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New research suggests that the age of stem cell donors matters for therapies where donors and recipients are different people. That would seem to make sense given the strength of stem cells in relation to a person’s age. But would the same thing be observed with autologous stem cell treatments? In other words, does the age of a person receiving stem cell treatment for osteoarthritis partly determine the efficacy of that treatment?
Here at the Advanced Regenerative Medicine Institute (ARMI), we offer stem cell therapy training courses that teach doctors how to utilize the latest autologous stem cell therapies to treat a range of diseases and injuries. Our procedures utilize autologous material; that is, material taken directly from the person being treated. We do not use stem cell material from outside donors.
This is an important distinction. In fact, using autologous stem cells taken from fat tissue or blood is that which allows doctors to practice the procedures they learn from us without seeking further FDA approval. As for the previously mentioned study, it yielded some very interesting results.
The study in question was conducted by researchers at the Center for International Blood and Bone Marrow Transplant Research in Wisconsin. Researchers looked at 10,000 cases in which leukemia patients were treated with bone marrow stem cells between 1999 in 2014. For the record, these kinds of transplants have been in widespread use as a leukemia treatment for decades.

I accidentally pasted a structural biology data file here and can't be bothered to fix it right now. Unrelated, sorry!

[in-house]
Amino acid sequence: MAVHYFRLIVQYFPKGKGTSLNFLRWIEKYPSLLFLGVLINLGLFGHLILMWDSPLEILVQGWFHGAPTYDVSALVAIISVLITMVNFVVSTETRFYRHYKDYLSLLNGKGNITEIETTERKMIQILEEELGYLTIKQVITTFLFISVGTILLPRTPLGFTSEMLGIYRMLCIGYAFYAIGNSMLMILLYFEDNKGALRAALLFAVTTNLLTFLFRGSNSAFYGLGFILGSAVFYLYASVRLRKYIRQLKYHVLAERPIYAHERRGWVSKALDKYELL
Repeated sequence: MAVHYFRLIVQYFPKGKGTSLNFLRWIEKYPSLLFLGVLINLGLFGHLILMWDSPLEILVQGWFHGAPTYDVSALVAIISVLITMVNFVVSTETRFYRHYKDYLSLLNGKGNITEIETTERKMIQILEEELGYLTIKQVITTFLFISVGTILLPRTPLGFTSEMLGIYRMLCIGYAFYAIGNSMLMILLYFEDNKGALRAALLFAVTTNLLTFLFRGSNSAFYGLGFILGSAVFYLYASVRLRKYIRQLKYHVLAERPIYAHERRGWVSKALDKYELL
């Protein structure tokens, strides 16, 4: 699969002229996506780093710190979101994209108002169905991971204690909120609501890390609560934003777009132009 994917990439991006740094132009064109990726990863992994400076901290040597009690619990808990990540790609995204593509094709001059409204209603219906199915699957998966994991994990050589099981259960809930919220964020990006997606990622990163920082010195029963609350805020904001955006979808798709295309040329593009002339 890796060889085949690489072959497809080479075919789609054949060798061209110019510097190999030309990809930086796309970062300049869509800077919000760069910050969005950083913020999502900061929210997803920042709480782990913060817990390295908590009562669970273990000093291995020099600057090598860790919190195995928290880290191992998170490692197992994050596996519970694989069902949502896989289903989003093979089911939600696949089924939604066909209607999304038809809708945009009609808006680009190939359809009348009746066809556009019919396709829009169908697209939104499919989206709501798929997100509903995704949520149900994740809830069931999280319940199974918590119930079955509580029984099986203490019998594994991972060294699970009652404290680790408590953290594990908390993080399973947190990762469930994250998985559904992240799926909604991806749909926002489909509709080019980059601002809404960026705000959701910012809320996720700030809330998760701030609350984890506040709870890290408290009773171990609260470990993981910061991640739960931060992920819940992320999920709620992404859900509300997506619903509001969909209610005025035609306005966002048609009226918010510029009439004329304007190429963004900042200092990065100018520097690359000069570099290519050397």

It has long been believed that a number of donor characteristics affect survival rates among leukemia patients given transplants. Among those characteristics are sex, blood type, and pregnancy history. This new study set out to look at age as yet another characteristic.
Researchers discovered, to their own surprise, that the only factor they could consistently rely on for determining survival rates was the age of stem cell donors. The younger the donor, the more likely a recipient was to survive the disease. Using their own data and data from previous studies, the researchers discovered that the relationship is clearly linear.
Such hard evidence is very difficult to ignore once you see it on an easy-to-understand chart. That left researchers wondering what they always wonder: why? Why would the age of a stem cell donor matter to the recipient receiving the stem cells?
One possible explanation could be that stem cells from younger donors are less subject to inflammation and mutations that increase the risk of mortality. We do know that younger stem cells produce more lymphocytes and fewer myeloid cells as well. In short, it appears that stem cells from younger donors are stronger and more robust than those from older donors.
All this leads back to the original question as to whether or not age has anything to do with the efficacy of autologous stem cell treatments. Common sense suggests it might. If older stem cells are not as strong and robust as their younger counterparts, that should remain true even though the patient receiving stem cell treatment for osteoarthritis is being treated with his or her own stem cells.
Of course, none of this has been proven – or even investigated for that matter. So while we continue to offer stem cell therapy training courses to doctors from all over the country, we do hope that researchers will attempt to make the leap from bone marrow transplants to autologous procedures. A better understanding of how age affects the procedures we teach could help us define better ways of using those procedures.